Culture Under Attack — Bashing Big Bird Again

Not surprisingly, the Trump Administration budget calls for the elimination of the Corporation for Public Broadcasting, the National Endowment for the Arts and Humanities, National Public Radio. You know, anything that expresses culture, ideas, independent thought. This is not the first time these institutions have been under attack. This is the first time, however, that we have a relentless bully in the White House. While ridiculous ideas like cutting 30% out of the State Department’s budget likely will not survive Congress, Republicans may decide it’s time to get rid of programs that they’ve loathed for years.

German Chancellor Angela Merkel visited Trump this past week. How well does Germany fund the arts? Very well, indeed. In 2014, they spent $1.75 billion on cultural programs. Germany also has a more robust public broadcasting service than the US. Trump believes that Germany does not send enough money to NATO. He’d probably like to see them slash their culture budget, too. Fortunately, I think the Germans are too smart for that.

Once again, I feel the need to trot out my now 6 year-old post about the importance of public broadcasting and culture. The more we allow society to dumb down, the more we make ourselves vulnerable to demagogues like Donald Trump in the future.

[The following original appeared February 16, 2011.]

Big Bird and I have grown grey together.  If you look at him closely, you’ll see a tuft of white feathers on top of his head.  It’s been there for a while, but I’m pretty sure he wasn’t born that way.  Maybe he was, and I just don’t remember.  But in any case, it pleases me to think that my old friend, whom I grew up with, is aging and surviving just as I have managed to do.

So the Republicans want to defund public broadcasting again.  Yawn.  As Rachel Maddow pointed out on tonight’s show, they pull this stunt every time they get in power.  And the Democrats respond with “they’re trying to kill Big Bird.”  Though I guess the aging bird couldn’t make the rally but Arthur the Aardvark did.

Rachel rightly stated that the attack against public broadcasting isn’t fiscally driven, even if that’s what some Republicans might say.  The Corporation for Public Broadcasting isn’t exactly rolling in the dough.  Its 2010 budget saw a federal contribution of $420,000,000.  Defunding CPB won’t exactly rid the country of its multi-billion dollar deficit.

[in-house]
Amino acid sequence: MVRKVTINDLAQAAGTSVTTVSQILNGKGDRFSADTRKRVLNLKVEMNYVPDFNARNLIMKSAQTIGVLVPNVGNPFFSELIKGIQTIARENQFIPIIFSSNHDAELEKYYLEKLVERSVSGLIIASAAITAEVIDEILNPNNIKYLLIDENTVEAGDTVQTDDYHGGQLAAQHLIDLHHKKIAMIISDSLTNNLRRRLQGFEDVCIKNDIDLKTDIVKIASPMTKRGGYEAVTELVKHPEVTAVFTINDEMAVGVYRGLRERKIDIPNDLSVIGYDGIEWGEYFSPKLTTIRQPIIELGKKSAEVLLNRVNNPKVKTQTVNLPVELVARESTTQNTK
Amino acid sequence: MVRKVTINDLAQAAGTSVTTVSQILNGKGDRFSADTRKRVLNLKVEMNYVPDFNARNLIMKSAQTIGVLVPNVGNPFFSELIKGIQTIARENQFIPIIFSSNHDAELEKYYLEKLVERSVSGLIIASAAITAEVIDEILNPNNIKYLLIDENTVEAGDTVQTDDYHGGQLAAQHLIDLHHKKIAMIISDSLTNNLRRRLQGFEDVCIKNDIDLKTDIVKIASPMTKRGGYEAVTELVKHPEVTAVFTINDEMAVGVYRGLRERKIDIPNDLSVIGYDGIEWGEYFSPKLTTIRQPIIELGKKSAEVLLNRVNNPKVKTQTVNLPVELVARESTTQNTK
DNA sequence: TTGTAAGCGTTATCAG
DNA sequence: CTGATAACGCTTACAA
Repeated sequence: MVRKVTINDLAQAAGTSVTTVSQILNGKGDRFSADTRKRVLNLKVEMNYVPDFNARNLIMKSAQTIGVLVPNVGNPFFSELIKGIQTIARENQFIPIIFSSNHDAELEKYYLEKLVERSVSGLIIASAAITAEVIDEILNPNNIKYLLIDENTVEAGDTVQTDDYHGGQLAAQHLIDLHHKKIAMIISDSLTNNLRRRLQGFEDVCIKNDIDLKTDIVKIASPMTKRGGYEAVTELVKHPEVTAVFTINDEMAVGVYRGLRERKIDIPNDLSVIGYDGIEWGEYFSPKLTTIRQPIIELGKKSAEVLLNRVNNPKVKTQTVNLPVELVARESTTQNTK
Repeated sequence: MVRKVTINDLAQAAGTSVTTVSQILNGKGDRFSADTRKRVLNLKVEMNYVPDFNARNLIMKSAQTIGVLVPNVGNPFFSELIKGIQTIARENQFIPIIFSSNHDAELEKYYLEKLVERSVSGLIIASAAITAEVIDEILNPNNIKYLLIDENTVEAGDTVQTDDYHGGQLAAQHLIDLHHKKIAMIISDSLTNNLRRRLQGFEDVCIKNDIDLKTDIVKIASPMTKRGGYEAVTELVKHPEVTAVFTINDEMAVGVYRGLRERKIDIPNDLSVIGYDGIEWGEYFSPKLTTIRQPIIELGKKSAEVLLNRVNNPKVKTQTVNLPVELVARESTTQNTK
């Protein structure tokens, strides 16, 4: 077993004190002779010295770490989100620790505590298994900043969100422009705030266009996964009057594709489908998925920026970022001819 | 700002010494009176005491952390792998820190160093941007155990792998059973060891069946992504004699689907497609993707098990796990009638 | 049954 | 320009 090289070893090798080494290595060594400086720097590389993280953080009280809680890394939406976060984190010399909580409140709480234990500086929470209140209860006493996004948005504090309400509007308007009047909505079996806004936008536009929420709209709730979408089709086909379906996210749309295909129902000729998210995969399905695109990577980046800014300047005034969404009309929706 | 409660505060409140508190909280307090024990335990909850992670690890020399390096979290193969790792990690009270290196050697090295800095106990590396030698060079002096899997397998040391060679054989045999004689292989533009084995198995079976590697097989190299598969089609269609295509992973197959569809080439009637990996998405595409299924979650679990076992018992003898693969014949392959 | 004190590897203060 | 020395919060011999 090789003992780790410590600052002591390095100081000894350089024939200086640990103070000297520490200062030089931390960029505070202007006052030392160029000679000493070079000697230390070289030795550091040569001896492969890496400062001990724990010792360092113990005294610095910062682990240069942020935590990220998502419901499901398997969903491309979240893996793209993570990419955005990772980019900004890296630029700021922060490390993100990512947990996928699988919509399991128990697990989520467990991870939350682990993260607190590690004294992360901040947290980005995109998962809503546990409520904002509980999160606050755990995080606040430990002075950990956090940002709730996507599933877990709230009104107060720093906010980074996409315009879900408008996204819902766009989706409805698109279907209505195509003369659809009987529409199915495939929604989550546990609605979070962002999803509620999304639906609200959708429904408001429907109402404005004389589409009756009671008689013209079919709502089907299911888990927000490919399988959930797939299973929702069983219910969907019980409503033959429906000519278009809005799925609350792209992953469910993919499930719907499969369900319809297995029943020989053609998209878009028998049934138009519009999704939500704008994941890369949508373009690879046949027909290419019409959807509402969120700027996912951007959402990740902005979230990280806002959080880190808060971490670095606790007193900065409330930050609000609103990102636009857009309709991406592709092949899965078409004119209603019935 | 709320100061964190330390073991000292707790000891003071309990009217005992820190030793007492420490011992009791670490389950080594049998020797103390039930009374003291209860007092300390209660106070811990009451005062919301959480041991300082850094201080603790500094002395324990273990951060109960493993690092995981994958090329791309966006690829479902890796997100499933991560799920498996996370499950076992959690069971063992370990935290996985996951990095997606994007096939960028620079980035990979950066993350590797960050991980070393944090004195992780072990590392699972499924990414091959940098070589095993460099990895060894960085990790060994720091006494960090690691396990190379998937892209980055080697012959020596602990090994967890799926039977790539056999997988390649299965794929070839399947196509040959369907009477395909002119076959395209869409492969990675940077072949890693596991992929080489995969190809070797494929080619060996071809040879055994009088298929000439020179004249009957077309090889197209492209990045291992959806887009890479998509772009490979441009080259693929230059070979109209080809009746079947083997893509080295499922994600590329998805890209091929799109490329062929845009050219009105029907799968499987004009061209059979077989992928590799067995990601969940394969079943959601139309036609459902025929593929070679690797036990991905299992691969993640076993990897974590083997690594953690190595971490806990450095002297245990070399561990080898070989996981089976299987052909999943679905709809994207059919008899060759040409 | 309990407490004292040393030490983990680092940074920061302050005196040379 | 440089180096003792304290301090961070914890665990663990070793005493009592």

No, the move to defund, either partly or entirely, public broadcasting is strictly ideological.  Beyond the usual conservative talking point about wanting smaller government, public broadcasting, and Sesame Street in particular, represent what they hate the most about the 60s.  CPB is the child of progressive thinking and an optimistic view that said things are possible.  At a time of racial strife, the Sesame Street had white folks and black folks and Latino folks and Asian folks, and a bunch of furry monsters and feathered birds, getting along peaceably.  Other shows born during this period include The Electric Company and Villa Alegre, both also impressively integrated for its era.  I think, I fear, that the bi-lingual Villa Alegre, which portrayed Spanish-speaking people in a positive light as intelligent, three-dimensional human beings, could never get produced today, in this age of SB 1070.  Some folks, I fear, don’t seem to mind that.

Public broadcasting is all about opening doors.  This crop of Republicans seem to be all about closing them.  Culture be damned.  Children be damned.  Well, how we fund our culture, how we fund institutions for our children is the very measure of who we are as a society.  We can cut funding to CPB and get rid of Big Bird and Grover (my personal favorite).  We can cut funding to National Public Radio and get rid of Piano Jazz and Jazz at Lincoln Center.  But is that what we really want?  I give generously to KCSM, Jazz 91, and have for the past 14 years.  Keep jazz alive.  But I’d like some of my tax money to pay for it, too, and to pay for public stations which I may never hear in parts of the country I may never visit.  Because a cultured society, an educated society, a society which fosters these higher ideals in its children is the society I want to live in.

Ideological vapidity be damned.

© 2017, gar. All rights reserved.


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